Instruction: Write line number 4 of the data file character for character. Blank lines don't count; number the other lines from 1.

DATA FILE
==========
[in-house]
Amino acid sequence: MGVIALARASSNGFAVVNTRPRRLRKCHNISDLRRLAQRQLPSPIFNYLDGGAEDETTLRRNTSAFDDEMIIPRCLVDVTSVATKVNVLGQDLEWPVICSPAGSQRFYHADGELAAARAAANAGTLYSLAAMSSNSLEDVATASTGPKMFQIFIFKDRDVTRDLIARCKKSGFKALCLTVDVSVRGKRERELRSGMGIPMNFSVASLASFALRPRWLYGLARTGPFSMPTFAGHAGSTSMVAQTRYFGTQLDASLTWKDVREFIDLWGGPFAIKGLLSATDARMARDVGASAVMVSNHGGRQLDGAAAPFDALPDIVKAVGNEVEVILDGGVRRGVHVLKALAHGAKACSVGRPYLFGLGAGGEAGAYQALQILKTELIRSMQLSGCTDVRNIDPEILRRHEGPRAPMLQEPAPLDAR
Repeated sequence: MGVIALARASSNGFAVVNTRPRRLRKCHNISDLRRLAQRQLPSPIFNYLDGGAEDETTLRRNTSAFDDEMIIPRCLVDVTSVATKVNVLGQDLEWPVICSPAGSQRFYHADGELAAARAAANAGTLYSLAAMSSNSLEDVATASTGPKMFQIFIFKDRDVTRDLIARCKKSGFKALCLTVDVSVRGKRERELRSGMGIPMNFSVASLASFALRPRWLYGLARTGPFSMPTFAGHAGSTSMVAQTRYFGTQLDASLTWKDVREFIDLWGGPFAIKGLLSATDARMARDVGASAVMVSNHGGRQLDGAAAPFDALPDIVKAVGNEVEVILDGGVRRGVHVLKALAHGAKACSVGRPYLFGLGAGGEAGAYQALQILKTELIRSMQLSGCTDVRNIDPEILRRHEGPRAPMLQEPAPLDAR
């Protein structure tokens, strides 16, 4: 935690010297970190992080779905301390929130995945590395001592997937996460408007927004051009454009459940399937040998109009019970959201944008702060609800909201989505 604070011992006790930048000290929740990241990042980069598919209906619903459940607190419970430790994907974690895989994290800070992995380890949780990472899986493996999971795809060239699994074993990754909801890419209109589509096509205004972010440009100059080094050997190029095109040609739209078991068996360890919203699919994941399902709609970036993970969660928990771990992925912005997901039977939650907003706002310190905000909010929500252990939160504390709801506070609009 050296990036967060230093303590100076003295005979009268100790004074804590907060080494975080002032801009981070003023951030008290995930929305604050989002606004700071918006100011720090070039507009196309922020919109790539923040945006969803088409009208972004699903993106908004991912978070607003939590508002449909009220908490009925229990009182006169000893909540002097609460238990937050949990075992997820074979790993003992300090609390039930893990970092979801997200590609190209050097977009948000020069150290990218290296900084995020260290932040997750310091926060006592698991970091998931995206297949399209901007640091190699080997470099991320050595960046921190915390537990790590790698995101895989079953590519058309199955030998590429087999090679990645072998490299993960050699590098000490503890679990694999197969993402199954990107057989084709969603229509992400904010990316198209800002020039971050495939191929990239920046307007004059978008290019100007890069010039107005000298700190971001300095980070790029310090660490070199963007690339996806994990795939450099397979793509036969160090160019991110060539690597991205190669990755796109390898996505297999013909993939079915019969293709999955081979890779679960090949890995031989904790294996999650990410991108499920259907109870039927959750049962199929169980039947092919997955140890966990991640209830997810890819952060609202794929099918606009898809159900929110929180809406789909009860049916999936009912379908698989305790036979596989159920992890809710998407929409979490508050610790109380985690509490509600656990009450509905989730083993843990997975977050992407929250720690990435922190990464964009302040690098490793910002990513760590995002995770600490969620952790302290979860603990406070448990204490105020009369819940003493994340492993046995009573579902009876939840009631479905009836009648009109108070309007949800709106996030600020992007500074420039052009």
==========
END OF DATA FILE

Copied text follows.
């Protein structure tokens, strides 16, 4: 935690010297970190992080779905301390929130995945590395001592997937996460408007927004051009454009459940399937040998109009019970959201944008702060609800909201989505 604070011992006790930048000290929740990241990042980069598919209906619903459940607190419970430790994907974690895989994290800070992995380890949780990472899986493996999971795809060239699994074993990754909801890419209109589509096509205004972010440009100059080094050997190029095109040609739209078991068996360890919203699919994941399902709609970036993970969660928990771990992925912005997901039977939650907003706002310190905000909010929500252990939160504390709801506070609009 050296990036967060230093303590100076003295005979009268100790004074804590907060080494975080002032801009981070003023951030008290995930929305604050989002606004700071918006100011720090070039507009196309922020919109790539923040945006969803088409009208972004699903993106908004991912978070607003939590508002449909009220908490009925229990009182006169000893909540002097609460238990937050949990075992997820074979790993003992300090609390039930893990970092979801997200590609190209050097977009948000020069150290990218290296900084995020260290932040997750310091926060006592698991970091998931995206297949399209901007640091190699080997470099991320050595960046921190915390537990790590790698995101895989079953590519058309199955030998590429087999090679990645072998490299993960050699590098000490503890679990694999197969993402199954990107057989084709969603229509992400904010990316198209800002020039971050495939191929990239920046307007004059978008290019100007890069010039107005000298700190971001300095980070790029310090660490070199963007690339996806994990795939450099397979793509036969160090160019991110060539690597991205190669990755796109390898996505297999013909993939079915019969293709999955081979890779679960090949890995031989904790294996999650990410991108499920259907109870039927959750049962199929169980039947092919997955140890966990991640209830997810890819952060609202794929099918606009898809159900929110929180809406789909009860049916999936009912379908698989305790036979596989159920992890809710998407929409979490508050610790109380985690509490509600656990009450509905989730083993843990997975977050992407929250720690990435922190990464964009302040690098490793910002990513760590995002995770600490969620952790302290979860603990406070448990204490105020009369819940003493994340492993046995009573579902009876939840009631479905009836009648009109108070309007949800709106996030600020992007500074420039052009």